A 2021 review in Intestinal Research explains that aerobic exercise can decrease cytokines in the body. Cytokines are involved in the inflammation that triggers Crohn’s disease. 

Resistance and strength training may also have positive impacts on Crohn’s disease. However, more research is needed. The Crohn’s & Colitis Foundation recommends beginning with low-impact exercises, such as walking or swimming. 

10. Explore complementary alternative medicine

The Crohn’s & Colitis Foundation explains that some complementary therapies may be helpful in managing Crohn’s disease. 

Research-backed alternative therapies include:

Learn about all the treatment options for Crohn’s disease.

11. Plan activities

Some people with Crohn’s disease may benefit from activity planning strategies, such as the spoon theory. 

The spoon theory explains Trusted Source PubMed Central Highly respected database from the National Institutes of Health Go to source that people with a chronic condition such as Crohn’s disease may find it helpful to think of their energy supplies as “spoons”, to help them measure and expend their energy carefully.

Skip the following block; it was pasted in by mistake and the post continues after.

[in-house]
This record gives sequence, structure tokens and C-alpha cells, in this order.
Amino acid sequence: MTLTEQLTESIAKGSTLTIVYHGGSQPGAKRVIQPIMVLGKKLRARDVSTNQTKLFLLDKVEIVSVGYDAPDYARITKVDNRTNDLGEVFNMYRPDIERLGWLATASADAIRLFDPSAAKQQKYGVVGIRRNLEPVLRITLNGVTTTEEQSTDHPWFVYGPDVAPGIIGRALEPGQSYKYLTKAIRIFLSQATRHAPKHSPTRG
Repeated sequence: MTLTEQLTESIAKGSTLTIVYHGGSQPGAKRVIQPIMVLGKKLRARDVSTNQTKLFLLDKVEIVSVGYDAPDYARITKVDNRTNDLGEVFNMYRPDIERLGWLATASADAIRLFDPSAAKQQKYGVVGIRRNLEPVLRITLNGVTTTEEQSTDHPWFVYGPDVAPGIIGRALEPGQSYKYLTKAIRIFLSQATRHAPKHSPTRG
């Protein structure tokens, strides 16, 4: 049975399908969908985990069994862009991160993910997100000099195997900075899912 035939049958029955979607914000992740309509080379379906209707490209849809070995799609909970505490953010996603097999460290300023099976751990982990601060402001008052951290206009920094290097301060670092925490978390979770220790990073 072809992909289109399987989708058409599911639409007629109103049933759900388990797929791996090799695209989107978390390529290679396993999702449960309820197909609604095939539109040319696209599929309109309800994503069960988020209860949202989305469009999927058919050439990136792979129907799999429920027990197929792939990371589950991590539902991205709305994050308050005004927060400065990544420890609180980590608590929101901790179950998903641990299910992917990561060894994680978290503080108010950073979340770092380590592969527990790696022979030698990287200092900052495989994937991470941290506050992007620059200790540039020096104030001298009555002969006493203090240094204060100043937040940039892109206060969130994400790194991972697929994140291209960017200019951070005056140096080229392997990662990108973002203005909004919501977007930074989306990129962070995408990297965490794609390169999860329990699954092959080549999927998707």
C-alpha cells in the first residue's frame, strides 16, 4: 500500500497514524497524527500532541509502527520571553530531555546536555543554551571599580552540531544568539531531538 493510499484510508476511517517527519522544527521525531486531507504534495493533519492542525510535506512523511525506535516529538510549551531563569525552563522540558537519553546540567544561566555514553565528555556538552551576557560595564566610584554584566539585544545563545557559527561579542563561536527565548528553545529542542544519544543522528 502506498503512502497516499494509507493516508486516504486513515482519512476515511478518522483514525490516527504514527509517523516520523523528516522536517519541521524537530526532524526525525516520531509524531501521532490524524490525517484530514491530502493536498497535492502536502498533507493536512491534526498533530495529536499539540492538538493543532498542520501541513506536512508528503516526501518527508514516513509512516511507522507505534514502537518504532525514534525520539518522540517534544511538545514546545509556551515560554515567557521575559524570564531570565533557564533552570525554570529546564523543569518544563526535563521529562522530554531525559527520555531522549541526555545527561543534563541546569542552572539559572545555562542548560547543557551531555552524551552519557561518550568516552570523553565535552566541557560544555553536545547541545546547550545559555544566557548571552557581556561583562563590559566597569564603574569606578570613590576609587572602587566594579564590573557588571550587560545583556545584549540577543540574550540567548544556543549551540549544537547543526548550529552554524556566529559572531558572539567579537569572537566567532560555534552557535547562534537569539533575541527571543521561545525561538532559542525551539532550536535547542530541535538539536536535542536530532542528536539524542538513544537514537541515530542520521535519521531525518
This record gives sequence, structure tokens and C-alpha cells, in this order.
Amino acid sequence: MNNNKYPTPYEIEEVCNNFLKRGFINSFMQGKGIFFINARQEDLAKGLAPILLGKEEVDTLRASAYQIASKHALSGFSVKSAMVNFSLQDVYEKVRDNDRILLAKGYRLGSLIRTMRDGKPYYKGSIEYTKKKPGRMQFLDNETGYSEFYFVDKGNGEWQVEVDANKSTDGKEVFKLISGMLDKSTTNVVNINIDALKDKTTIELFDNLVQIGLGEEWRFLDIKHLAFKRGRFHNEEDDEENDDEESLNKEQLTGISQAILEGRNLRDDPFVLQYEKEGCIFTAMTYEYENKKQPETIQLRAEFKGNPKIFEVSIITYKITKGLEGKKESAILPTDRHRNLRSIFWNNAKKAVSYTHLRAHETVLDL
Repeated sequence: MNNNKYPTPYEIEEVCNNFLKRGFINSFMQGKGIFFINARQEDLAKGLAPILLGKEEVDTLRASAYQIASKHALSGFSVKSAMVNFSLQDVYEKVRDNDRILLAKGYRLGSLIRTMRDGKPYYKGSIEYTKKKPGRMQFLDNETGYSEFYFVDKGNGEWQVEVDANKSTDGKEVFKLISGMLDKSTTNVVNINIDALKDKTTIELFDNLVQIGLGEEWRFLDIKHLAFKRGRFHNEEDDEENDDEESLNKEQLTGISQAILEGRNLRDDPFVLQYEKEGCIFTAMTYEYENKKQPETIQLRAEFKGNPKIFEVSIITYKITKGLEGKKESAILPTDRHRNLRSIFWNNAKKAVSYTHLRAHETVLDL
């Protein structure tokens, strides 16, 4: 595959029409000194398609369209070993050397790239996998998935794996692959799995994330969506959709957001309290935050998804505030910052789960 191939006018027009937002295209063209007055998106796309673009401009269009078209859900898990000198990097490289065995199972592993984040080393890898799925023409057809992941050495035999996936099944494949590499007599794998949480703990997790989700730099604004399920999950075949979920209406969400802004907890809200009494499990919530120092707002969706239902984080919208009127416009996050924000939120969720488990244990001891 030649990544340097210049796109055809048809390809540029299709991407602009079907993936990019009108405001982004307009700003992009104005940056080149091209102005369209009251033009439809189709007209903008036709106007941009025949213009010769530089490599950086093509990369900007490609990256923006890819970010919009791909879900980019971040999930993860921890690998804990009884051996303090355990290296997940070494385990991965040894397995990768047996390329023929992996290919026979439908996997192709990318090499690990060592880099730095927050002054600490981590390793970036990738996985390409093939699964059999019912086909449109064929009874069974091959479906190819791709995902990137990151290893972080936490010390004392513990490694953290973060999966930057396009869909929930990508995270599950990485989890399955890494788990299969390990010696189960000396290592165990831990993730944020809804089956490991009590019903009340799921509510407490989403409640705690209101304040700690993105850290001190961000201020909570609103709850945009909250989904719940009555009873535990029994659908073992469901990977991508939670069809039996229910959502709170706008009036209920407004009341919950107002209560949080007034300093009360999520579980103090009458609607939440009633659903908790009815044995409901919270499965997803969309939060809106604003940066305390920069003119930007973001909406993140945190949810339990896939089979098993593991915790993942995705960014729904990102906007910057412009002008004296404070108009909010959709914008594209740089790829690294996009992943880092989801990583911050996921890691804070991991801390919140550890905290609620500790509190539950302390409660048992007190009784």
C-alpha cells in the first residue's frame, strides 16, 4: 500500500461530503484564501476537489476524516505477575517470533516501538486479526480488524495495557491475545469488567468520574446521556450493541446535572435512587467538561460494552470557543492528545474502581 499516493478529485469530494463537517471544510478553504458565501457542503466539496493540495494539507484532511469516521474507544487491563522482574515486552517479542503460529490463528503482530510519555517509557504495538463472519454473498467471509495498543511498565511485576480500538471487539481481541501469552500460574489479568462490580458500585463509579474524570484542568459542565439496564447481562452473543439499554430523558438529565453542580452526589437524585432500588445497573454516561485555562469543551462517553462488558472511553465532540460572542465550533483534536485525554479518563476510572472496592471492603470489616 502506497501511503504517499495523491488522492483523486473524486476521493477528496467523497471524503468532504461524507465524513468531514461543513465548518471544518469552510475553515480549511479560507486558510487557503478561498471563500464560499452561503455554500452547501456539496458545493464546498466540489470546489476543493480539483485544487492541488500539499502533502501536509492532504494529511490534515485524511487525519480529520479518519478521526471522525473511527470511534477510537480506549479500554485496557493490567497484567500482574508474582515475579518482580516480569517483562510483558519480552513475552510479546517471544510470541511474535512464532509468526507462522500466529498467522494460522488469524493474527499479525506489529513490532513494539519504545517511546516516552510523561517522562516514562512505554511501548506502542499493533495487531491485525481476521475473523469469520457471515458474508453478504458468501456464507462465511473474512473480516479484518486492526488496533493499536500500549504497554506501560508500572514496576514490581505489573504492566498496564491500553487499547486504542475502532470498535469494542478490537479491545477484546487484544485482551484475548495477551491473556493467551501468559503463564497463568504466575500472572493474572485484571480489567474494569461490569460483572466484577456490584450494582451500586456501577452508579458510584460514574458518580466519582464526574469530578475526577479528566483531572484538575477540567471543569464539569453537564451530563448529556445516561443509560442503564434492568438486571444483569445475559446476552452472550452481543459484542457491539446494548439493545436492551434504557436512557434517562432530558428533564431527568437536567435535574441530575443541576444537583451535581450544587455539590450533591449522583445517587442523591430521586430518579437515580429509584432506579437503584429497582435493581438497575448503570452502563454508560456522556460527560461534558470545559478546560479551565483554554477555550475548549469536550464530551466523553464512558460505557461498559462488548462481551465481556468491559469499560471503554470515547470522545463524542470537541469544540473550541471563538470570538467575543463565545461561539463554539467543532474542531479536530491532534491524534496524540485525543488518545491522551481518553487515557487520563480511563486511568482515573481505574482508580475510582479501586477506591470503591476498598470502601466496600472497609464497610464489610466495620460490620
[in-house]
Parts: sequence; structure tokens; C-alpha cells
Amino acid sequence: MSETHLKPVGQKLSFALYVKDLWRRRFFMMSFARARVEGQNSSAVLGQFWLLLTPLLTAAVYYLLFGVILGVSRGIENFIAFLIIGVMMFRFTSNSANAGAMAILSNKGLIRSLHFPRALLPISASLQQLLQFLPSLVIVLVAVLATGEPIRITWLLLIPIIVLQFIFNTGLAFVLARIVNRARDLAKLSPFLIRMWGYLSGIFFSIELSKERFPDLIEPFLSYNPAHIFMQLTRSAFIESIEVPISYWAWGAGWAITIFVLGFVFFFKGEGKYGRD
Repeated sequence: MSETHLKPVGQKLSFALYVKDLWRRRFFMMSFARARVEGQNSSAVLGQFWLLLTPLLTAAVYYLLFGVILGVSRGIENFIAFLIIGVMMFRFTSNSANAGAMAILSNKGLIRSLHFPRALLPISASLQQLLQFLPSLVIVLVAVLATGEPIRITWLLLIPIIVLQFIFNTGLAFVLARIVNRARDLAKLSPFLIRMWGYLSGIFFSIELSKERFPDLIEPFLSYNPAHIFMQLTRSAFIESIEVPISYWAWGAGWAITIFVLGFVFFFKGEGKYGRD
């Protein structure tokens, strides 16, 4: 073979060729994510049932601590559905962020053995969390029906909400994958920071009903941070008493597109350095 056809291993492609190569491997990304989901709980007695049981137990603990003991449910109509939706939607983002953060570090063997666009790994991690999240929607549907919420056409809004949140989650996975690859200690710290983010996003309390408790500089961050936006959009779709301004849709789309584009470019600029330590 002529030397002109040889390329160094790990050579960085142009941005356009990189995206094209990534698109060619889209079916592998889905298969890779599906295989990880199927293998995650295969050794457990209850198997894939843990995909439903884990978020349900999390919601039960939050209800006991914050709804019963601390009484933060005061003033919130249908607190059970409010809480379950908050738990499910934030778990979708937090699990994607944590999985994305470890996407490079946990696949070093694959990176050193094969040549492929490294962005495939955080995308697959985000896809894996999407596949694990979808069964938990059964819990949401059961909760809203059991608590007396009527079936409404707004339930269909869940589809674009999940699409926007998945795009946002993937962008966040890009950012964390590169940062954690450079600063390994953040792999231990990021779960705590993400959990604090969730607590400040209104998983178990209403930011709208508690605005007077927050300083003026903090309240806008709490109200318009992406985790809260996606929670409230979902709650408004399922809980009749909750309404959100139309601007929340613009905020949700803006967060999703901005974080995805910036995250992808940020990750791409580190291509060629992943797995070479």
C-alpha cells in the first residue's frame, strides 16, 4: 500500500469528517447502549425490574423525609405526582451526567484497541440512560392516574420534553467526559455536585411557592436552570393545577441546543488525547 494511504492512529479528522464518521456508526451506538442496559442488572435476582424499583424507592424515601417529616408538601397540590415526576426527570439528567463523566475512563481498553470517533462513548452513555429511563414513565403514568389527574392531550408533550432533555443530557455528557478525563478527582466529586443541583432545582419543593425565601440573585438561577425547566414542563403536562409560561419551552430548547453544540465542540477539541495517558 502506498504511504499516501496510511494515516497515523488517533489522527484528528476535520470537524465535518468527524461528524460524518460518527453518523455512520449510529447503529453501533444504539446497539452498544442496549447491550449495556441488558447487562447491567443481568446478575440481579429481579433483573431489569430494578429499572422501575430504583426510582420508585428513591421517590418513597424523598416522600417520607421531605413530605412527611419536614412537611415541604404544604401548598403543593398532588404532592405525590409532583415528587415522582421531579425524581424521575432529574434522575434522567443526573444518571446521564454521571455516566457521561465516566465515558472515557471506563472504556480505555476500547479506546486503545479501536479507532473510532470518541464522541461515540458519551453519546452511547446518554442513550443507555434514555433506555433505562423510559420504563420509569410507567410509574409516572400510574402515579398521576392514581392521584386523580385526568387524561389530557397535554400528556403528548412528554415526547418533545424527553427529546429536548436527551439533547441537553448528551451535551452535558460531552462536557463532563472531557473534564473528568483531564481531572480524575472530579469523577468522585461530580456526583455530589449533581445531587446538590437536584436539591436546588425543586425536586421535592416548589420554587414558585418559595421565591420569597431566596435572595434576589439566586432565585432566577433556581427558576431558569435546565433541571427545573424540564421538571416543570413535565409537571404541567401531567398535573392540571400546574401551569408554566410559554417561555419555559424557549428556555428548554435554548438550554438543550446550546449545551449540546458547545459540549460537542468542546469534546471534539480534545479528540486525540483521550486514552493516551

Taking care of yourself with Crohn’s disease means choosing which activities you want to “spend” your spoon on. 

12. Seek information

The ACG recommends that people with Crohn’s disease work with their doctor to fully understand their disease. Specifically, knowing which parts of the bowels are affected can help better manage the condition. 

Additionally, the ACG suggests understanding the medications you are on. You should know how they work, potential side effects, and dosages. You also should know when to take medications so that they are most effective. 

13. Plan for appointments 

Planning and preparing for appointments ahead of time can help you better understand and manage Crohn’s disease. 

Some tips to try include:

  • Keep notes of symptoms ahead of time and take them with you.
  • Make a list of questions ahead of time to ask during the appointment.
  • Take notes during the appointment of what the doctor says, or have a friend or partner take notes for you.
  • Ask the doctor if you can record the conversation in case you forget anything they say.